Chipmunks are fascinating creatures that capture our attention with their adorable appearances and playful behaviors. As with any wildlife, there are often questions about their characteristics and habits.
If you’re a fan of chipmunks like us, you might have wondered: Do chipmunks have fleas?
Here’s the thing: They do!
But in this article, we’ll delve deeper into the causes and discuss their potential impact on us.
As a whole, rodents aren’t cuddly-looking or cute. But, chipmunks may be an exception.
Cartoon characters like Alvin and the Chipmunks have been portrayed as pleasant and lovable animals that can sing and talk. However, it’s important to remember that these depictions don’t represent real-life chipmunks.
Like other wildlife, they can pose potential dangers to humans. Here are some of the diseases that they might carry:
When we think of the word “plague,” our minds often drift to images of the past with rats scurrying around.
However, what others may not know is that chipmunks can still pose a risk of spreading the plague to us. You can contract this disease by being bitten by fleas from infected chipmunks.
Furthermore, they carry a bacteria called Yersinia pestis. This happens when chipmunks get bitten by fleas.
Therefore, if a chipmunk bites you, there’s a chance of infection because their saliva contains pathogens.
Did you know that in nature, white-footed mice are the primary reservoirs for Lyme disease bacteria? When ticks bite these mice, they’re likely to get infected.
This, in turn, puts humans at risk of contracting Lyme disease when bitten by these fleas.
Chipmunks, raccoons, and squirrels can also act as hosts for Lyme disease bacteria.
Rickettsial infections are caused by a type of bacteria called rickettsia. This bacteria can sometimes be found in fleas that affect chipmunks.
When these infected fleas bite humans, they can transfer the bacteria into our bodies and cause illnesses.
Two common diseases caused by rickettsial infections are murine typhus and flea-borne spotted fever.
Tularemia is a sickness caused by tiny bacteria called Francisella tularensis. This disease can be passed on by fleas that come from chipmunks and other animals.
Even though it doesn’t happen often, tularemia is a severe infection that can make you feel very sick.
It can affect your body parts, and you might have a fever and swollen lumps in your neck.
Here are some potential reasons that may make chipmunks prone to fleas:
Chipmunks spend a lot of time on the ground, looking for food. This ground-dwelling behavior can increase their risk of coming into contact with fleas.
They may be present in the environment, such as in grasses, shrubs, or other animals’ burrows.
The thick fur of these chipmunks provides ideal hiding spots for fleas.
They can easily infest their fur and attach it to their skin. This leads to potential flea bites and infestations.
Chipmunks feed on seeds, nuts, fruits, and other plant materials. But they may also consume insects and other small animals.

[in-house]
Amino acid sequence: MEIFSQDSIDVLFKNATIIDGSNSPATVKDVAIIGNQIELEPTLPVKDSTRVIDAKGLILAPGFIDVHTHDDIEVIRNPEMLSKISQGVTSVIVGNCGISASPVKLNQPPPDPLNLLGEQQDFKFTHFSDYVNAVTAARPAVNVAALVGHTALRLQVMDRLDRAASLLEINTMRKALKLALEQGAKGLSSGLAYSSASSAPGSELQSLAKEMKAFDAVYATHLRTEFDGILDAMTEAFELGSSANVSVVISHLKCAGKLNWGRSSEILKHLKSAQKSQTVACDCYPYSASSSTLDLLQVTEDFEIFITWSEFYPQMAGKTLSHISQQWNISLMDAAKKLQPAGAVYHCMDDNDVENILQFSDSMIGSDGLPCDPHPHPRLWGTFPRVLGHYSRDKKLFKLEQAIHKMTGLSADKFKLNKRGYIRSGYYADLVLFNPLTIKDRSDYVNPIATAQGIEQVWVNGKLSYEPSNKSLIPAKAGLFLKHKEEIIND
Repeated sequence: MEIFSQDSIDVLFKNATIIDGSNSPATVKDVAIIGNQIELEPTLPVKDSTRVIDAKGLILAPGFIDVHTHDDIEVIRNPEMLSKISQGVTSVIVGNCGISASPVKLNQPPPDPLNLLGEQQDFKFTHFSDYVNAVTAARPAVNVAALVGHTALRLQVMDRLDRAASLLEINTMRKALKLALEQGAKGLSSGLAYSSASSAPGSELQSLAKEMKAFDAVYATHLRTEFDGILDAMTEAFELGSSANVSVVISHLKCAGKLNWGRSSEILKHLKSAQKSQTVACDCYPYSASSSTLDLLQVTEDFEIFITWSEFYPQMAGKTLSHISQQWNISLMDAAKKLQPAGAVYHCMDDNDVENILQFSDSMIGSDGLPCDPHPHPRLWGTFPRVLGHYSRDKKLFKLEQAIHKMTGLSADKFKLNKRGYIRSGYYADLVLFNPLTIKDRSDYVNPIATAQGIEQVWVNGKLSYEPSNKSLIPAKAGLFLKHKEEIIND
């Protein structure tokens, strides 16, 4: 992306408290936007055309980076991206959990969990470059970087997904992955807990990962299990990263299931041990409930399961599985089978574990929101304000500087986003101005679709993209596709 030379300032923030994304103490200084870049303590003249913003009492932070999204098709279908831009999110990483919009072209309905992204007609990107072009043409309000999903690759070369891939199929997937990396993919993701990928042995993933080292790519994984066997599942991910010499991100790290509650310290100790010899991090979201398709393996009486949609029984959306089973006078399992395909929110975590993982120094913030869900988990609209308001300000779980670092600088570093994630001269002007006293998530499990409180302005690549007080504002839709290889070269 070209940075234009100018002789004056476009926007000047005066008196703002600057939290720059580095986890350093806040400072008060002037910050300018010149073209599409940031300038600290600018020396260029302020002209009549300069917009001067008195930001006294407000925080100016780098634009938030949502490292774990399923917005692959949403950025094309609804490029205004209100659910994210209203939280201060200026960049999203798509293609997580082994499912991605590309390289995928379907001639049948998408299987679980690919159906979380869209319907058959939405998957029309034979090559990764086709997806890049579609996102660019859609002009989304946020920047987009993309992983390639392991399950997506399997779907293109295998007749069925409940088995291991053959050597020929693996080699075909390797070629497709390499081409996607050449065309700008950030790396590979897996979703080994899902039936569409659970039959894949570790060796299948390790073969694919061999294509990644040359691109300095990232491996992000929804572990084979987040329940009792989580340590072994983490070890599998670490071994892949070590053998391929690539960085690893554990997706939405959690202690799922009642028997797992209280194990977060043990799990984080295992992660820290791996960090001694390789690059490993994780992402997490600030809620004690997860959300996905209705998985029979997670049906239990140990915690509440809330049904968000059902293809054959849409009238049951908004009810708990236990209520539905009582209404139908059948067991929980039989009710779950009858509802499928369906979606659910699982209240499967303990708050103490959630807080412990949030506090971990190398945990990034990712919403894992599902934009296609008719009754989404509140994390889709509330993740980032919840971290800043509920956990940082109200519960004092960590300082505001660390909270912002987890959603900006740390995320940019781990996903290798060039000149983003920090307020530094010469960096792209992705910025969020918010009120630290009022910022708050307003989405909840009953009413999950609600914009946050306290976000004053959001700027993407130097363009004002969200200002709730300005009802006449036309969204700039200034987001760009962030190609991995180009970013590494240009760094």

Foraging on plant materials and insects can expose chipmunks to fleas that may be carried by other animals.
Characterized by multiple entrances and chambers, chipmunks construct complex burrow systems.
These burrows serve as nesting sites, food storage areas, and hibernation spots.
However, the intricate nature of these burrows can also provide hiding places for fleas.
The social behavior of chipmunks can increase their chances of being exposed to fleas.
It’s because they often share nests with other chipmunks, leading to close contact.
Here are some tips to prevent flea infestation at home:
Make sure to close any gaps or cracks in your house’s foundation. This includes walls and roofs that may serve as entry points for chipmunks or other rodents.
Also, fix any broken window screens by replacing or patching the torn mesh.
Keep your surroundings clean and tidy. Store food in airtight containers to prevent attracting chipmunks and other rodents that may carry fleas.
Make sure to sweep away any food crumbs from the floor.
Clear away any debris, clutter, or dense vegetation around your home that may provide hiding spots for chipmunks.
Additionally, keep empty boxes in a proper storage area so that they don’t end up being homes to these nosey creatures.
If you suspect a chipmunk or rodent infestation at your home, consider contacting a pest control professional. They can help you safely manage the problem.
A pest control expert will thoroughly inspect your property to assess the extent of the infestation. They’ll also identify entry points and nesting areas.
While chipmunks may be adorable and fascinating creatures, it’s important to remember that they can carry fleas. These pests can pose potential risks to humans.
Consider the preventive measures mentioned earlier to avoid chipmunk-transmitted flea infestation.
By understanding and taking appropriate precautions, we can coexist safely with chipmunks without compromising our health.
Ben has a bachelor’s degree in construction engineering. When not constructing or remodeling X-Ray Rooms, Cardiovascular Labs, and Pharmacies, you can find him at home with wife and two daughters. Outside of family, He loves grilling and barbequing on his Big Green Egg and Blackstone Griddle, as well as working on projects around the house.
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